After the actual cost data is fed into the system, CCS automatically adds the period actual cost to an MS Access table, which contains cost data from all prior months. At this phase, CCS also identifies the regional cost items through the cost account code and calculates each city's share based on a mileage-weighted formula. Last, CCS updates the compiled data in P3.
Work in Progress
Although the technology has simplified data collection and scheduling, professionals must carefully study and analyze the system output to provide a logical, meaningful explanation of the causes of any cost and schedule variances. In this way, sound project control methodologies reduce cost overruns, control cost growth, help meet project schedule objectives and ultimately satisfy the client's expectations.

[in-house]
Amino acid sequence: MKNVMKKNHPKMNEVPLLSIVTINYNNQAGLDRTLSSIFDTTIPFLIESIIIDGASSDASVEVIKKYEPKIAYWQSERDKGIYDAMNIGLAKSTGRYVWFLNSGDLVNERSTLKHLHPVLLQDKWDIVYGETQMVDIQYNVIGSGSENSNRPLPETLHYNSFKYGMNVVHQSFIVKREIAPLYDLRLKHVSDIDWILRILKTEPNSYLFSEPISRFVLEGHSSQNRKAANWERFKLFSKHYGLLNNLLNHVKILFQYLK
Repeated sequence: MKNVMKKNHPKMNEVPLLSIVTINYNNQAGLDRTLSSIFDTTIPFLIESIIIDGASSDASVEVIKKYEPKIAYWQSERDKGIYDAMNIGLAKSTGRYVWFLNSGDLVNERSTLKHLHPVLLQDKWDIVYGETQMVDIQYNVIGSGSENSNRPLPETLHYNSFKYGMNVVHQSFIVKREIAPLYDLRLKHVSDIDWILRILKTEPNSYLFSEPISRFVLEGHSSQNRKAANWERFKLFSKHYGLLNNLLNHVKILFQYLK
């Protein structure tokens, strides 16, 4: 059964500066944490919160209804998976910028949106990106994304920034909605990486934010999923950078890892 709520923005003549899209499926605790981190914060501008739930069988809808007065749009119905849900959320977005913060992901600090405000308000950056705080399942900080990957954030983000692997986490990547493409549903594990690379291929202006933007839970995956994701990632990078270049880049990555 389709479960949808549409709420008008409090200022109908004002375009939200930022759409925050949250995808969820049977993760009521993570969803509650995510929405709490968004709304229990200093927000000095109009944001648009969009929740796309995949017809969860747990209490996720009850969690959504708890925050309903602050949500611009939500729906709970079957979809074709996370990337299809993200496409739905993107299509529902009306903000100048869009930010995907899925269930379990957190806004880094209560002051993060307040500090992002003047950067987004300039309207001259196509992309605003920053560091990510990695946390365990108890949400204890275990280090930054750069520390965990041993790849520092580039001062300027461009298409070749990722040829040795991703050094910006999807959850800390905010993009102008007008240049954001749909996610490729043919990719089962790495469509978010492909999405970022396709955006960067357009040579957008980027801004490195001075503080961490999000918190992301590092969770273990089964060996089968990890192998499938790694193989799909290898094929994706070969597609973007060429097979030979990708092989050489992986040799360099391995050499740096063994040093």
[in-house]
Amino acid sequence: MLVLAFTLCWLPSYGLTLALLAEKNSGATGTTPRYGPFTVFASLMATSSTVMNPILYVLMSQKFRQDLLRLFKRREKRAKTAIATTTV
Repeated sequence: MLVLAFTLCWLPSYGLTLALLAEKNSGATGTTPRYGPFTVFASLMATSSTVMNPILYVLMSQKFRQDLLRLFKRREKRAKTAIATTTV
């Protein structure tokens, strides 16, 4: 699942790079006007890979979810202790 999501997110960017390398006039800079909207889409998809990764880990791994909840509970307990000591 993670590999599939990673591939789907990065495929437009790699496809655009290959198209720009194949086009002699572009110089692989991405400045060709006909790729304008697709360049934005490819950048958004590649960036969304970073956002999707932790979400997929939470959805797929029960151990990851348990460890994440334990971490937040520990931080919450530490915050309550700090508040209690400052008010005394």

With the CP/EV LRT project integrated cost control system, the program control team successfully can manage the project budget by accurately pointing to potential problems ahead of time, allowing it to rely on a mitigation strategy instead of recovery plans.
Future system developments will focus on improving the reporting capabilities of the system. One possibility is specialized reporting software that can be integrated with the databases.
Ultimately, it's not the data, but what you do with it that makes a difference. As the project continues, the superior cost reporting provided by the integrated system justifies senior management's investment. Based on timely, accurate information, executives can make the important decisions that will decide the project's success. PM
Ahmed H. Chilmeran, PMP, is a Phoenix, Ariz., USA-based principal project control engineer with Parsons. He is serving as the senior program control engineer for Valley Metro Rail.
PM NETWORK | FEBRUARY 2004 | WWW.PMI.ORG
FEBRUARY 2004 | PM NETWORK